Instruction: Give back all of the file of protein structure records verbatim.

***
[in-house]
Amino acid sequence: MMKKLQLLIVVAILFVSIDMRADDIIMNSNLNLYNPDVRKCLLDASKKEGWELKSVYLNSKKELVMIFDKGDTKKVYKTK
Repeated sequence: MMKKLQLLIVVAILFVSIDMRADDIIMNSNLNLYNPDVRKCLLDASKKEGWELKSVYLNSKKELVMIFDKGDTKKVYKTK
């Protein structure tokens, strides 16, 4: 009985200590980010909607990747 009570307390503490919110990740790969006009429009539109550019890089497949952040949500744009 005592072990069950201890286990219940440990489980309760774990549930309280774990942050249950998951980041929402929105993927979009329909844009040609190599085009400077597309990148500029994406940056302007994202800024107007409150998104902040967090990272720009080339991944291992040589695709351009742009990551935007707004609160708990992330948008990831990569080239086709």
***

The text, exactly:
[in-house]
Amino acid sequence: MMKKLQLLIVVAILFVSIDMRADDIIMNSNLNLYNPDVRKCLLDASKKEGWELKSVYLNSKKELVMIFDKGDTKKVYKTK
Repeated sequence: MMKKLQLLIVVAILFVSIDMRADDIIMNSNLNLYNPDVRKCLLDASKKEGWELKSVYLNSKKELVMIFDKGDTKKVYKTK
């Protein structure tokens, strides 16, 4: 009985200590980010909607990747 009570307390503490919110990740790969006009429009539109550019890089497949952040949500744009 005592072990069950201890286990219940440990489980309760774990549930309280774990942050249950998951980041929402929105993927979009329909844009040609190599085009400077597309990148500029994406940056302007994202800024107007409150998104902040967090990272720009080339991944291992040589695709351009742009990551935007707004609160708990992330948008990831990569080239086709």